Just a few blocks away I enter Smithfield United Church. Its unique aluminum spire is illuminated throughout the night.

The church, designed for its German Evangelical Protestant congregation, was acquired and built on land donated by the heirs of William Penn in 1787.

Smithfield is also the oldest organized church in the city. Its gorgeous Rose Window at the front of the sanctuary is a breathtaking 19 feet in diameter. Other outstanding windows depict the three Biblical aspects of Faith, Hope and Love in the narthex.

Twelve tall double windows enlighten the house of worship itself, six on either side occupying over 60 per cent of the sanctuary’s walls.

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The upper portion of each window illustrates the life and teachings of Jesus; the lower portion, the people and places of the church’s German Protestant heritage such as Martin Luther at Wittenberg during the 16th Century Reformation and Abraham Lincoln at Pittsburgh in 1861.

Nearby, Trinity Cathedral dating to 1872, retains much of its Mid-Victorian character. In honor of Pittsburgh’s 250th anniversary in 2008, 130 years of soot and grime were removed from its sandstone exterior as well as the restoration of its burial ground that contains some of the oldest graves in the city.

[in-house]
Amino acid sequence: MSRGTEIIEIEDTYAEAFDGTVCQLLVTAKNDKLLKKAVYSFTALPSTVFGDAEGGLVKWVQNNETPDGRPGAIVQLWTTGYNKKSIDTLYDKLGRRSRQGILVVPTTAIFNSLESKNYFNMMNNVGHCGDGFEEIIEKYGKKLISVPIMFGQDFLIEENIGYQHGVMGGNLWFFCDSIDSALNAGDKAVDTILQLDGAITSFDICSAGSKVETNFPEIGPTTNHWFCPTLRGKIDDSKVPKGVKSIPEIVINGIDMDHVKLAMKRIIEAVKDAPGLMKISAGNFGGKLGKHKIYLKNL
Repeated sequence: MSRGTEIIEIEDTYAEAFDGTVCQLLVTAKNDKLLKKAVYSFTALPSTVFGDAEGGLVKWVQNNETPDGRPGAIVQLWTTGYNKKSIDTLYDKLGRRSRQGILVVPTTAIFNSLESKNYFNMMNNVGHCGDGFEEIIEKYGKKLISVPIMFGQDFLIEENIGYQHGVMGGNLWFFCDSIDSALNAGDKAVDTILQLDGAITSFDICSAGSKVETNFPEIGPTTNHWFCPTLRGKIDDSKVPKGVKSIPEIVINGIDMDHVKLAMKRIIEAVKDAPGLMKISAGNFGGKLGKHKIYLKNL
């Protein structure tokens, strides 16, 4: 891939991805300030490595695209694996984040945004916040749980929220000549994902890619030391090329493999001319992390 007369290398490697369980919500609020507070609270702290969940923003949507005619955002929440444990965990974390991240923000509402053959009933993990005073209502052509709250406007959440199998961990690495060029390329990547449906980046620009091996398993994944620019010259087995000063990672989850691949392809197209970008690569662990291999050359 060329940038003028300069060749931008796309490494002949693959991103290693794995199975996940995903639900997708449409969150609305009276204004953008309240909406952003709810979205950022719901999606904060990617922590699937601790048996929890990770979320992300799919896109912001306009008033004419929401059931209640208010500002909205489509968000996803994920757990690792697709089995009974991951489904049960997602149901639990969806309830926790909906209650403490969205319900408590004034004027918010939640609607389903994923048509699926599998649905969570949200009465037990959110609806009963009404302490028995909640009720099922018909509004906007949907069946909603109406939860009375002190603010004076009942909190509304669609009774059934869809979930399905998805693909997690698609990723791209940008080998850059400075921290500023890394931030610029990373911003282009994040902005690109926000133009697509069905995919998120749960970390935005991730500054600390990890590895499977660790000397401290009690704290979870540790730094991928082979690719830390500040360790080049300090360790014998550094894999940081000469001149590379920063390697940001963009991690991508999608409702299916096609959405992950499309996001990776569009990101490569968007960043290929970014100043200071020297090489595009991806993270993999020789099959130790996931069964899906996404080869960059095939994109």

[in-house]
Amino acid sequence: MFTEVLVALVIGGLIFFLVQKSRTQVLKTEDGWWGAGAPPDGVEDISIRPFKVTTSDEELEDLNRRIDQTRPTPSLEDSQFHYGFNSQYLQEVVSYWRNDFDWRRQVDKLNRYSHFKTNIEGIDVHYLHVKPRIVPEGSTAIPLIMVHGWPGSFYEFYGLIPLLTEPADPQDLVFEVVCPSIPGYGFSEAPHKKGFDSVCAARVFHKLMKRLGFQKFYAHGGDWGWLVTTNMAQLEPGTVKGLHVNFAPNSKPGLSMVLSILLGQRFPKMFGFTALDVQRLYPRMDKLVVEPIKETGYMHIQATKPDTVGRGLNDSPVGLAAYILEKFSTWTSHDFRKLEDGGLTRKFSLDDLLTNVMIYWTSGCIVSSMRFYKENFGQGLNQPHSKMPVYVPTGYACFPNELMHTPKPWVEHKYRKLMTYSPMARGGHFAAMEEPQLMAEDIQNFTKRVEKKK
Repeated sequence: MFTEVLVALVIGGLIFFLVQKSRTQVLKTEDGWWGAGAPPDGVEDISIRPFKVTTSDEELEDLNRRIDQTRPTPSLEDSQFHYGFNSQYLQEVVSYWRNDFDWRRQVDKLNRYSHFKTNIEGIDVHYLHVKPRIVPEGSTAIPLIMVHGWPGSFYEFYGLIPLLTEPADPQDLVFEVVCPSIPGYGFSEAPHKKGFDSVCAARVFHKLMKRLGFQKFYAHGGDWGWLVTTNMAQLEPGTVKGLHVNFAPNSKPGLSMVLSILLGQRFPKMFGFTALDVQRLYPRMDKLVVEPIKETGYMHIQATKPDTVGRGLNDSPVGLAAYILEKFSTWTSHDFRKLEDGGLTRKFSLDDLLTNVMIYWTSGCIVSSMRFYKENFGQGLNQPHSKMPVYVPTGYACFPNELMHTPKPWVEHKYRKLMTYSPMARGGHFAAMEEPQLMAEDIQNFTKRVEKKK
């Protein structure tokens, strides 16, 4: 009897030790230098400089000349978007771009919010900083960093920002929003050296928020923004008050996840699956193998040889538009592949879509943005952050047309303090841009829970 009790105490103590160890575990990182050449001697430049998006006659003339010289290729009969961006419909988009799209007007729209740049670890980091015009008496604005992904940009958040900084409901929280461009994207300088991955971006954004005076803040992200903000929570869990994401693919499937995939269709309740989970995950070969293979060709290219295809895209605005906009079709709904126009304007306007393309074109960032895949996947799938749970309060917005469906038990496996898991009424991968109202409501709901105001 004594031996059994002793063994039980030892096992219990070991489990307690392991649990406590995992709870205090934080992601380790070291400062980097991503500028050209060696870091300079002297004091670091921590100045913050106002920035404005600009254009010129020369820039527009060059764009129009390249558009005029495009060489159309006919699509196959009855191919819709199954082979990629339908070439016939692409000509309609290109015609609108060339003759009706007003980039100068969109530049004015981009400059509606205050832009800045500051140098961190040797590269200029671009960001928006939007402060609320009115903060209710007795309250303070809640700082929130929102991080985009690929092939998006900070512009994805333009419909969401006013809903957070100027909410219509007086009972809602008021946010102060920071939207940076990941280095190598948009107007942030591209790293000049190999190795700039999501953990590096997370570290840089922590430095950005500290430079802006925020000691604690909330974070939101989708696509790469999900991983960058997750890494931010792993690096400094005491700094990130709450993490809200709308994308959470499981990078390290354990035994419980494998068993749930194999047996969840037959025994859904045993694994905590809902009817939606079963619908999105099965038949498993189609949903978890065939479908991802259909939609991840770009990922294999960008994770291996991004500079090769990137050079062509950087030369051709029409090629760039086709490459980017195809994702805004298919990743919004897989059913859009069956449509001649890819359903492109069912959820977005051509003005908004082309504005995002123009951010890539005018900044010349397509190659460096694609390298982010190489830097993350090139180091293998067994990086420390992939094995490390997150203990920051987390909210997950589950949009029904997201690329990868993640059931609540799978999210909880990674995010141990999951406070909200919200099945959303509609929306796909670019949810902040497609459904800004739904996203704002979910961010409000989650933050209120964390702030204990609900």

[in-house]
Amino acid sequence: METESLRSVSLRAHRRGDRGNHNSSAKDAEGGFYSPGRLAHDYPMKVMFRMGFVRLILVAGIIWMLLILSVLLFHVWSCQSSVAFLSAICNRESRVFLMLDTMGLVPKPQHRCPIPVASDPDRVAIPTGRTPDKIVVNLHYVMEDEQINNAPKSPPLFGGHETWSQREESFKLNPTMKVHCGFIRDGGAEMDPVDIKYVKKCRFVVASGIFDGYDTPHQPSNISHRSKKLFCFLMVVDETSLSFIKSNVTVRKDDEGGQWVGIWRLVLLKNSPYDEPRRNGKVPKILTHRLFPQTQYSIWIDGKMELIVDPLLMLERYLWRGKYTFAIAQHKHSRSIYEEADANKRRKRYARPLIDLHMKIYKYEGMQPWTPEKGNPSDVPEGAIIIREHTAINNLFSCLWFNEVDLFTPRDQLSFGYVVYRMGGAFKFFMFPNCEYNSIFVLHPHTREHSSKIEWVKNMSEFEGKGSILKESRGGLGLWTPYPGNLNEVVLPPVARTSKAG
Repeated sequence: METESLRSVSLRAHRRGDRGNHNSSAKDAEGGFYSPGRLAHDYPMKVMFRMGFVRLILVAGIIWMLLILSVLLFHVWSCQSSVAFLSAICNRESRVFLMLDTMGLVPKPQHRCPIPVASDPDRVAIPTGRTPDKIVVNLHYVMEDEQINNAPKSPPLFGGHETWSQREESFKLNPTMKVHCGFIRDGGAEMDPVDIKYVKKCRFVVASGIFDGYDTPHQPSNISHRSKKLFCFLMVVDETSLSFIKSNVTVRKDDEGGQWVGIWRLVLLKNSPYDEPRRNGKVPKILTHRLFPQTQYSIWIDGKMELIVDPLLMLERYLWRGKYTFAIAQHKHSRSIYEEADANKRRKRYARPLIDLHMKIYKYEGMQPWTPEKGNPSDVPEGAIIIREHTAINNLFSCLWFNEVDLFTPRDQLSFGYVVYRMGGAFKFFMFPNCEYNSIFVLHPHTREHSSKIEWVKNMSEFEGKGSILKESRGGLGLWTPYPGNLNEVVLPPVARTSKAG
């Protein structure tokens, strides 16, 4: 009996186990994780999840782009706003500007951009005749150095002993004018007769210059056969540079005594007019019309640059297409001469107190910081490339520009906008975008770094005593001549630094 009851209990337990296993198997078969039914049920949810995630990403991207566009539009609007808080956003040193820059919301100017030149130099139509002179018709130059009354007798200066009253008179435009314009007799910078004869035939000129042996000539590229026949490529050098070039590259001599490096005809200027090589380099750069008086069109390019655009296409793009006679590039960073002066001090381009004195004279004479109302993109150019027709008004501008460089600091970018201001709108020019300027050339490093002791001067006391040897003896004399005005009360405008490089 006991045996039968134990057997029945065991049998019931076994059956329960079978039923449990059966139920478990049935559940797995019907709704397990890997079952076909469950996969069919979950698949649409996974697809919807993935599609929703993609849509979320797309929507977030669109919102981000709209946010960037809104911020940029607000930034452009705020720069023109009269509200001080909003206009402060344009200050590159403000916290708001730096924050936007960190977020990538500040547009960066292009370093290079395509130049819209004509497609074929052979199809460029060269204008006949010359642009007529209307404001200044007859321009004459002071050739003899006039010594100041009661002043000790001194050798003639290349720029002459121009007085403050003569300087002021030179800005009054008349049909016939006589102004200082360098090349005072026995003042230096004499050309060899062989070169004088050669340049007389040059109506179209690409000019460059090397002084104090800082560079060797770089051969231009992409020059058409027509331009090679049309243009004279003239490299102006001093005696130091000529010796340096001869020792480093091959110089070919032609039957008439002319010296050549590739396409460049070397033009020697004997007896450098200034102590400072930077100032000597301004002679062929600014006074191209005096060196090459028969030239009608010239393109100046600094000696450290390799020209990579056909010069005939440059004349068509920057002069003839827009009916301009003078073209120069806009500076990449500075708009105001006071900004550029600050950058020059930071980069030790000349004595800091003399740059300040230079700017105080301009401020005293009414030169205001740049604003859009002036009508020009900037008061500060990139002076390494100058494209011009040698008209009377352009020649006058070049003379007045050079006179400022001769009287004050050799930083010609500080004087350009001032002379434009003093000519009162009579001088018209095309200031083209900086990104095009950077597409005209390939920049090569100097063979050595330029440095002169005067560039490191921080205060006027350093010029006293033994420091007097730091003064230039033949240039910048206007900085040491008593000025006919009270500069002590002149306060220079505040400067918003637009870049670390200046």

Near neighbor to Trinity is the First Presbyterian Church also erected on former William Penn property.

Its breathtaking sanctuary has a narthex nearly the length of a football field. Separating it from the congregation’s pews are two great doors of solid oak and each 30 feet high, and weighing two tons a piece.

Perfectly balanced and operating on a track in the floor, a church deacon shows me how he can easily open and close each of the giant doors with just a single finger!

Flags of many nations decorate the sanctuary to represent the mission work that the church supports in the city of Pittsburgh, the United States and worldwide.